The past year has seen quite a rise in stature for Leeds band, Dinosaur Pile-Up. Following the release of their album ‘Growing Pains’ they have toured extensively, gaining a reputation of being a force to be reckoned with on the live scene as well as spearheading a grunge revival. (Alister from Cloud Control told me they were one of his favourite bands at SXSW) They play a rescheduled date in Academy 2 on June 17th. I caught up with frontman Matt Bigland, literally just after sound checking in Stoke.
There’s always one question that a band get asked that you wish people would stop asking. What is it?
‘Probably either about Foo Fighters or Nirvana, people love asking about how into Foo Fighters we are or how into Nirvana we are. It’s kinda frustrating because we’re massive Nirvana fans, of course we are, along with a million other kids that were, God knows how old when Nirvana were kicking off or just ending. Foos are a great band I love their first few records and they’re great but.. a lot of people always ask us about that and I guess it’s like, can we not talk about the Foo Fighters cos they’re kinda huge and we’re kinda, getting there. People love ringing us up and talking about Dave Grohl and it’s like wait, we don’t we talk about us?’
Unless you’re getting Dave Grohl to produce your next album, why bother going over the same thing again and again and again?
‘Exactly, I’m sure he’ll get in touch about it someday and then we can talk about it.’
Your album ‘Growing Pains’ came out last October and you were one of the finalists in the XFM Best New Sound. How much of a kick or how important is something like that to you?
‘Well you know, it’s brilliant! It’s a massive honour to be on a list like that. Something like XFM is a great organization and a great radio station. With all those things, like XFM and the Mercury awards, I’m pretty sure every band that gets on those lists is pretty thankful and appreciative of it. Just being on that list means people will see your name and maybe listen to your music and stuff. For us, we were just pscyhed that they thought that highly of us that they put us on the list. We don’t really take anything for granted so when we found out about it we were just super excited and over the moon about it. It didn’t really matter that it didn’t go any further than that, we were just psyched to be a part of that.’
Just as it seemed Dinosaur Pile Up were get everything together, original members, Steve and Tommy left the band. In the run up to releasing your album, how much of an upheaval was it to get new members?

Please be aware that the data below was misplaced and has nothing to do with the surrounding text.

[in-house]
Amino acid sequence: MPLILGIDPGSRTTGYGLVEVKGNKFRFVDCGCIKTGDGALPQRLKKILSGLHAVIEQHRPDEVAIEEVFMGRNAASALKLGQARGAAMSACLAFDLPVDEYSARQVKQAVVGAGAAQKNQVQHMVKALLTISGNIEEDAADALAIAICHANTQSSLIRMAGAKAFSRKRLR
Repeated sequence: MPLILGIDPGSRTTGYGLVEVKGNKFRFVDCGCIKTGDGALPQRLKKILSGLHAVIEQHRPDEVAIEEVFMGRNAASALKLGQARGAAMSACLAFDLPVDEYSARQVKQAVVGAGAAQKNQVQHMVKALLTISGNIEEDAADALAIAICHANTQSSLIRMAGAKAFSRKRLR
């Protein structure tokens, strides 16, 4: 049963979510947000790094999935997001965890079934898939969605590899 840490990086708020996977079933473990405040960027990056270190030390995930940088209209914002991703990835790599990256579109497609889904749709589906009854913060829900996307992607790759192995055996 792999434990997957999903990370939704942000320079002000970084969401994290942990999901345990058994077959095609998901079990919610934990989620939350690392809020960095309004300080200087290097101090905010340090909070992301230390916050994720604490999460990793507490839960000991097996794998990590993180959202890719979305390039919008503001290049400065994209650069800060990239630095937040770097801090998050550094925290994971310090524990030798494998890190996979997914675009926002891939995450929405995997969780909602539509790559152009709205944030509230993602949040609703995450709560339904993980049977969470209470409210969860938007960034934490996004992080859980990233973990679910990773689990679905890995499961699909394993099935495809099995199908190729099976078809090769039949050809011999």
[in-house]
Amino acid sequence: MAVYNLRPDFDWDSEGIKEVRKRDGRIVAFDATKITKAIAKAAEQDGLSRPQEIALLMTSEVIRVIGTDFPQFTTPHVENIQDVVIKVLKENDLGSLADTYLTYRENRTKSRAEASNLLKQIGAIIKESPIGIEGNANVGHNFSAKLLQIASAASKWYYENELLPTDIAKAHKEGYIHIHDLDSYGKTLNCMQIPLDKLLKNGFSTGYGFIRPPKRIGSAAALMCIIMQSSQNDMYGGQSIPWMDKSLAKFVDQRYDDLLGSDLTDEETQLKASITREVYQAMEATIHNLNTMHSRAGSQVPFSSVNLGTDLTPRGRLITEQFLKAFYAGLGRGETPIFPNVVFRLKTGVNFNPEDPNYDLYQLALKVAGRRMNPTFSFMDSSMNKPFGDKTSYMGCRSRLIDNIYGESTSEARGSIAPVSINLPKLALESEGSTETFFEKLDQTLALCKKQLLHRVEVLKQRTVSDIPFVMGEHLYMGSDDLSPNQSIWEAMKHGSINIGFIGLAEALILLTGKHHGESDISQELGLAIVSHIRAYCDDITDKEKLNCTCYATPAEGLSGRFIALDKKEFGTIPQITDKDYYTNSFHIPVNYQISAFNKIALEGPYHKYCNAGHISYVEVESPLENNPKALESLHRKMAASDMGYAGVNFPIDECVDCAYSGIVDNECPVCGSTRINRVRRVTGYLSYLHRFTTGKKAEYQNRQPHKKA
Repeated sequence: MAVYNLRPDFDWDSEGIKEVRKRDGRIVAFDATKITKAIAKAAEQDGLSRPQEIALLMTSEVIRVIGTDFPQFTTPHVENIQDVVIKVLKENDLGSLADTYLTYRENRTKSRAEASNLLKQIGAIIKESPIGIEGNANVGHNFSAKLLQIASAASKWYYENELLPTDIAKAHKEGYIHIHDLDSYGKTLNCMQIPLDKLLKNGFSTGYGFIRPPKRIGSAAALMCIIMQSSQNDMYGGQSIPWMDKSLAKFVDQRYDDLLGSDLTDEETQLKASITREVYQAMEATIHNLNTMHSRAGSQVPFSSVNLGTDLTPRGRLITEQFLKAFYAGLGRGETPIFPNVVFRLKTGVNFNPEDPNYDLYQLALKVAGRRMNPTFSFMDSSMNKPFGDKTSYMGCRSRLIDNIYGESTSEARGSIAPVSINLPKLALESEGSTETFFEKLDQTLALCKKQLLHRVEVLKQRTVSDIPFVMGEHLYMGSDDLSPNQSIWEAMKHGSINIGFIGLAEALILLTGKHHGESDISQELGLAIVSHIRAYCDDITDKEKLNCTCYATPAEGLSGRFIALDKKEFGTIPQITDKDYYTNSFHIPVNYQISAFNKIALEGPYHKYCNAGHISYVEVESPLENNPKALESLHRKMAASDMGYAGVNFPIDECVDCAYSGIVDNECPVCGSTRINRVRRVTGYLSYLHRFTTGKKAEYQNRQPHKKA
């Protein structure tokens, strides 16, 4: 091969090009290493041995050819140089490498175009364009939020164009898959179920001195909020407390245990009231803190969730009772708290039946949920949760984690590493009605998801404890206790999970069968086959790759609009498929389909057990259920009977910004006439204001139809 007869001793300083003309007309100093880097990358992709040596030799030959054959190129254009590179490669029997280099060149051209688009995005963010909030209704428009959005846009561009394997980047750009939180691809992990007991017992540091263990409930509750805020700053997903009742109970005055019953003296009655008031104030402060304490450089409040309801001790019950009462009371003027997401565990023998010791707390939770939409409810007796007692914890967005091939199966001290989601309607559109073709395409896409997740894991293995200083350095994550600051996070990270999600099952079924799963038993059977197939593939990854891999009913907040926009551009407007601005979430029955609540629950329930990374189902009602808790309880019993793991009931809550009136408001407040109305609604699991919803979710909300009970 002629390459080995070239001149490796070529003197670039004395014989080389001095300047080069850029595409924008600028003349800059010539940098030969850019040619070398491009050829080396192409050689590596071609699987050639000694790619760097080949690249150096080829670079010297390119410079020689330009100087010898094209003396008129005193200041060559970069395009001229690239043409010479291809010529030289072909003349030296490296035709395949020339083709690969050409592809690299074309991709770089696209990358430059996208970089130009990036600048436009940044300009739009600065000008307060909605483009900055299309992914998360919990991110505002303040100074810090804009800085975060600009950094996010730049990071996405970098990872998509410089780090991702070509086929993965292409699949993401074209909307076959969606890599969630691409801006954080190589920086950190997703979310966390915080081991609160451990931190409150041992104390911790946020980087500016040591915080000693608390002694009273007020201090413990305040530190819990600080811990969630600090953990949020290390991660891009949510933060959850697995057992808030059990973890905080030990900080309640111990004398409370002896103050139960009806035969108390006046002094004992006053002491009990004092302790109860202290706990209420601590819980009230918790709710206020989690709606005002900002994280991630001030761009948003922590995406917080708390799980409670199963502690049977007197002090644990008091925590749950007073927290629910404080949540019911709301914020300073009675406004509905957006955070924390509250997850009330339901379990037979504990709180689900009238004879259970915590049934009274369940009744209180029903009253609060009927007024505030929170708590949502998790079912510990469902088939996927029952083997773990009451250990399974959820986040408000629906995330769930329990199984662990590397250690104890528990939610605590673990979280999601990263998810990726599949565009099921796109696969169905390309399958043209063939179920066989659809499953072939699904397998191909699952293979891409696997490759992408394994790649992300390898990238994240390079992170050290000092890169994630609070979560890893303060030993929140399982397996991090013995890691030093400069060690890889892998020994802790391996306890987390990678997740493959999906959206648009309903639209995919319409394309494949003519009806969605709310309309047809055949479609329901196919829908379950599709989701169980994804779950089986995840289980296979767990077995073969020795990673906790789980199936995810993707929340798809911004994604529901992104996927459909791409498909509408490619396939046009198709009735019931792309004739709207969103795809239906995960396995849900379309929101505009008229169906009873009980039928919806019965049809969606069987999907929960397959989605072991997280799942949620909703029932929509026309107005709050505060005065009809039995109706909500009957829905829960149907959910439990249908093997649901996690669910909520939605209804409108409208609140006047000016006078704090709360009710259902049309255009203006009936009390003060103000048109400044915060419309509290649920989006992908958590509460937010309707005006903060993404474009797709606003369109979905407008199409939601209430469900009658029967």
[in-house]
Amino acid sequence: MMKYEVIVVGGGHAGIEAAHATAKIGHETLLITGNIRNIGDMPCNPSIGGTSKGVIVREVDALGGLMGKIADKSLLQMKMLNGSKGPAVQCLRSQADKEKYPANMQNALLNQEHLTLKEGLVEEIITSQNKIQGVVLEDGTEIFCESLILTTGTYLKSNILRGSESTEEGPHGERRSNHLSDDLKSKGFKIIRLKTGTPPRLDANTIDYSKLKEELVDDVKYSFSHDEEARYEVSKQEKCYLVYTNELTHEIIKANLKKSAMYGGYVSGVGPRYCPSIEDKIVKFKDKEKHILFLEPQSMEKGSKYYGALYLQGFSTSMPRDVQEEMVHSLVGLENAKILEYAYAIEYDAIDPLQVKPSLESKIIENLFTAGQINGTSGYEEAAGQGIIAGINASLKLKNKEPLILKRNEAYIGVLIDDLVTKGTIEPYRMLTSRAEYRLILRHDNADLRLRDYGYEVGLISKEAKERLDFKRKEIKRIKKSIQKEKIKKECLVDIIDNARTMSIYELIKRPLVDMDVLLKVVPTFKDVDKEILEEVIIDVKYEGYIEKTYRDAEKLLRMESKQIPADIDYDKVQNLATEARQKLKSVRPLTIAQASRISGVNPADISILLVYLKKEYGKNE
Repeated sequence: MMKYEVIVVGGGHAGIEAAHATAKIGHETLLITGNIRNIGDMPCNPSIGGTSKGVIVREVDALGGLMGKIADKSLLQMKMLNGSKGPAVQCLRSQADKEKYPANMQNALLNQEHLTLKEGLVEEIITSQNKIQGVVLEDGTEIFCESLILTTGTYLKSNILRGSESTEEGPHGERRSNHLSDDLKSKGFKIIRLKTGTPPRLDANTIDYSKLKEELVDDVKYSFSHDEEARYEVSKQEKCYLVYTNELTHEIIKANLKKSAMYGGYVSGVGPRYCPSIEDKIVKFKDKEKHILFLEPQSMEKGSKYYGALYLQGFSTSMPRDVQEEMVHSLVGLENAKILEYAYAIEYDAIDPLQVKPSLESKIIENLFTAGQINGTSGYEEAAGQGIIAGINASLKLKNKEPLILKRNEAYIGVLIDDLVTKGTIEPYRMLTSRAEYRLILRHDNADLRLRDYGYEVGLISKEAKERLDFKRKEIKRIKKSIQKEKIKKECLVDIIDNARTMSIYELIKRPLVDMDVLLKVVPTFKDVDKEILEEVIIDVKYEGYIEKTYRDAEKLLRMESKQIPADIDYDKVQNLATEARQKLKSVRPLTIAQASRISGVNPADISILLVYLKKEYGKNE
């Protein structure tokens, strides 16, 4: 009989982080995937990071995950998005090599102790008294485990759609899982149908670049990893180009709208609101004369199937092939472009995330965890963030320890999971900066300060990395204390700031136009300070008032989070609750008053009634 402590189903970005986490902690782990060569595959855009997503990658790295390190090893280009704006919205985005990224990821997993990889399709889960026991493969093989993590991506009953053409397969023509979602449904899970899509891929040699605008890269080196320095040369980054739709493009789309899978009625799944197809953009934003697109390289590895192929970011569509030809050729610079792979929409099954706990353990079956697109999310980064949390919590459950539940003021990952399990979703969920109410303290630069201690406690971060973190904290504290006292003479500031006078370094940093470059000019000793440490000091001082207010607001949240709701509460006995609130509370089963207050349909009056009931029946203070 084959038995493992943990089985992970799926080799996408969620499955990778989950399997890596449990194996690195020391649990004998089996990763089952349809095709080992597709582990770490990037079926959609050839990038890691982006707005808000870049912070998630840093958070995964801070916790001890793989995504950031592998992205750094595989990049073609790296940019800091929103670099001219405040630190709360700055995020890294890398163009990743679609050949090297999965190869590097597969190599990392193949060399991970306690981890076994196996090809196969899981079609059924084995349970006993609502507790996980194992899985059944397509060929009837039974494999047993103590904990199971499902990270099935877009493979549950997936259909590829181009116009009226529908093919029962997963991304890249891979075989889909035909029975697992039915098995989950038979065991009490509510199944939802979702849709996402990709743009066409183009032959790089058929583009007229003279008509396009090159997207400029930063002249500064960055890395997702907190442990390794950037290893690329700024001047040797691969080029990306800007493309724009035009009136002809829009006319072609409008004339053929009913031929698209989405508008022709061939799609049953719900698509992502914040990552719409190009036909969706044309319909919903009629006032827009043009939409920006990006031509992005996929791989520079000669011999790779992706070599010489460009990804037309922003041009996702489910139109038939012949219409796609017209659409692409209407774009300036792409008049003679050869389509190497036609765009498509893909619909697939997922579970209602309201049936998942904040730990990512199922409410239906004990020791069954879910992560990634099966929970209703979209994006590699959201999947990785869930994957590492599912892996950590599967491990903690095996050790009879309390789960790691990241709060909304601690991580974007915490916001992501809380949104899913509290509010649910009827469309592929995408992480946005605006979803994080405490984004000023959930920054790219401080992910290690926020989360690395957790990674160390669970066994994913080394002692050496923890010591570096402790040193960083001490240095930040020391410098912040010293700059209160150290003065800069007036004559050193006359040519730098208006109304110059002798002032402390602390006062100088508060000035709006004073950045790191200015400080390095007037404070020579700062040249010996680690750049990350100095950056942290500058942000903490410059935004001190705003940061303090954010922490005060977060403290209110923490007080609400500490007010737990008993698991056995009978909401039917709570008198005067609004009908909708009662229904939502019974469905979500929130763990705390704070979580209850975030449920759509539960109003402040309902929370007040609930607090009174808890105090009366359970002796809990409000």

‘I guess that is a good question, it was an upheaval because of the big change. I was in the studio doing the record on my own which was what I wanted to do and then Stevie wanted to continue playing music, didn’t want to take a break an joined Japanese Voyeurs and Tommy was just a bit done with music in general and he kinda just stopped. That was a big change for me, I’d spend a lot of time with them and they were friends but at the same time I had been in the studio for like ten and a half months on my own. That time in the studio was a real push, creatively quite an intense period. Even though it was terrifying not having a band behind me, at the same time it was like, ‘I can deal with this’.
I rang up Harry, he was a good friend of mine, I was like, ‘Do you know anybody that can play bass and sing and stuff, or guitar, whatever?’ Not even thinking of Harry, we were just mates, just chatting about it. He had just come out of his band and he was like ‘I could do it, I guess’. It was really weird taking that next step between friends and being in a band together because it’s so much more of a relationship and heavy undertaking but it just kinda worked, he just fit in.
I’d met Mikey on tour, we’d hung out and got on really well. I got in touch with him and said ‘I know you’re playing at the minute but I kinda need a drummer and stuff’. He was just well into it. So, at the same time as I was looking at it like ‘Jeez, I don’t have a band behind me now’, which was fairly terrifying, what I always thought would be a huge upheaval, actually happened really quickly and quite easily. The guys just integrated themselves into how Dinosaur Pile Up works, instantaneously.’
So do you view Dinosaur Pile Up as a proper band or do you view Dinosaur Pile Up as a project that yo have other people playing on?
‘It was very much that in the beginning but now it’s a band, the boys are the boys. We’re a very close three, we’re very much a band. I write songs all the time and stuff but I still write most of the stuff, that’s my decision but it’s just cos I write all the time. We’re also writing songs together, which is something we’ve never done before, something I’ve never done before but just with Harry and Mikey, we’re that close and we’re on such similar musical pages, it’s not a biggie at all. It just works, we’re very much a band, we’re really close. Above all, really through and through we’re really super close mates.’
If you’re writing, you have to be completely honest, lay your soul bare and if you haven’t don’t that before it can be a bit of a shock to the system.